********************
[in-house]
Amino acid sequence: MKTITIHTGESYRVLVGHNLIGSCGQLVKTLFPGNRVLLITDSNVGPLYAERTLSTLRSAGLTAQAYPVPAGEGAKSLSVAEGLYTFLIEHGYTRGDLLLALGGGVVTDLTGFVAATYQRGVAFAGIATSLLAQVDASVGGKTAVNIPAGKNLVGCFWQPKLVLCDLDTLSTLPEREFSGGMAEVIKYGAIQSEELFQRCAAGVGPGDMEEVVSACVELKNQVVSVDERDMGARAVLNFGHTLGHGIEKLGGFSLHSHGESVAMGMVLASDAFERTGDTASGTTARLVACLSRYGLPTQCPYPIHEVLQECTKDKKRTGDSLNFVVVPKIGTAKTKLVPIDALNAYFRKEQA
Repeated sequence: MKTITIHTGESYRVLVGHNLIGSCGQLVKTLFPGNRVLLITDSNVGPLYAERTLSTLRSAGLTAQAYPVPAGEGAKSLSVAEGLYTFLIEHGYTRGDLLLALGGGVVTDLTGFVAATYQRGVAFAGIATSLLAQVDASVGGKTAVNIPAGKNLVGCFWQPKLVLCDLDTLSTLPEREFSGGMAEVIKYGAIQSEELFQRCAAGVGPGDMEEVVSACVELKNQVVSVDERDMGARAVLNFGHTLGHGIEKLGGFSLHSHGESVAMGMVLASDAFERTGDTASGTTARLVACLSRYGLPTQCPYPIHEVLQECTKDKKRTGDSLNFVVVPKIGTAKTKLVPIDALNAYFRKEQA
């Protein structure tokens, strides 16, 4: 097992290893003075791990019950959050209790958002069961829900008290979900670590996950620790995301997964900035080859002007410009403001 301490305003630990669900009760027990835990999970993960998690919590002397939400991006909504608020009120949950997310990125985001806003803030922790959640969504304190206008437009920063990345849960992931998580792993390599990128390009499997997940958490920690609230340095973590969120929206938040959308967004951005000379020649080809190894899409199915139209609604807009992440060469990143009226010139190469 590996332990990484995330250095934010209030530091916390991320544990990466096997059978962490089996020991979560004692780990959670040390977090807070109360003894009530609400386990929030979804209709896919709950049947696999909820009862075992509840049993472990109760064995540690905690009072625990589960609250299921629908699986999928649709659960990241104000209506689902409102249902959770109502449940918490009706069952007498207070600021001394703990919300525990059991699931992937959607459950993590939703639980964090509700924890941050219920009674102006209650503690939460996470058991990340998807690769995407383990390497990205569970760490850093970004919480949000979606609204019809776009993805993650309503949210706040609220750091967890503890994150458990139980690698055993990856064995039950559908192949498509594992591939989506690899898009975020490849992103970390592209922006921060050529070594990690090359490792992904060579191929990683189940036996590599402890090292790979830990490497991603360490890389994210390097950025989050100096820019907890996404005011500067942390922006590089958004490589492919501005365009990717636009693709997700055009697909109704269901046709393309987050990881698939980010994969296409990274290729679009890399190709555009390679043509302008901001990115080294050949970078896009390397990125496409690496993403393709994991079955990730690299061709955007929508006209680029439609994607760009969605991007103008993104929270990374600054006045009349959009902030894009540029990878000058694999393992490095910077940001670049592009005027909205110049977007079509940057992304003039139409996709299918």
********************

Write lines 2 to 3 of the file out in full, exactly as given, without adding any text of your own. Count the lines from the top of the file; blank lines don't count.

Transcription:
Amino acid sequence: MKTITIHTGESYRVLVGHNLIGSCGQLVKTLFPGNRVLLITDSNVGPLYAERTLSTLRSAGLTAQAYPVPAGEGAKSLSVAEGLYTFLIEHGYTRGDLLLALGGGVVTDLTGFVAATYQRGVAFAGIATSLLAQVDASVGGKTAVNIPAGKNLVGCFWQPKLVLCDLDTLSTLPEREFSGGMAEVIKYGAIQSEELFQRCAAGVGPGDMEEVVSACVELKNQVVSVDERDMGARAVLNFGHTLGHGIEKLGGFSLHSHGESVAMGMVLASDAFERTGDTASGTTARLVACLSRYGLPTQCPYPIHEVLQECTKDKKRTGDSLNFVVVPKIGTAKTKLVPIDALNAYFRKEQA
Repeated sequence: MKTITIHTGESYRVLVGHNLIGSCGQLVKTLFPGNRVLLITDSNVGPLYAERTLSTLRSAGLTAQAYPVPAGEGAKSLSVAEGLYTFLIEHGYTRGDLLLALGGGVVTDLTGFVAATYQRGVAFAGIATSLLAQVDASVGGKTAVNIPAGKNLVGCFWQPKLVLCDLDTLSTLPEREFSGGMAEVIKYGAIQSEELFQRCAAGVGPGDMEEVVSACVELKNQVVSVDERDMGARAVLNFGHTLGHGIEKLGGFSLHSHGESVAMGMVLASDAFERTGDTASGTTARLVACLSRYGLPTQCPYPIHEVLQECTKDKKRTGDSLNFVVVPKIGTAKTKLVPIDALNAYFRKEQA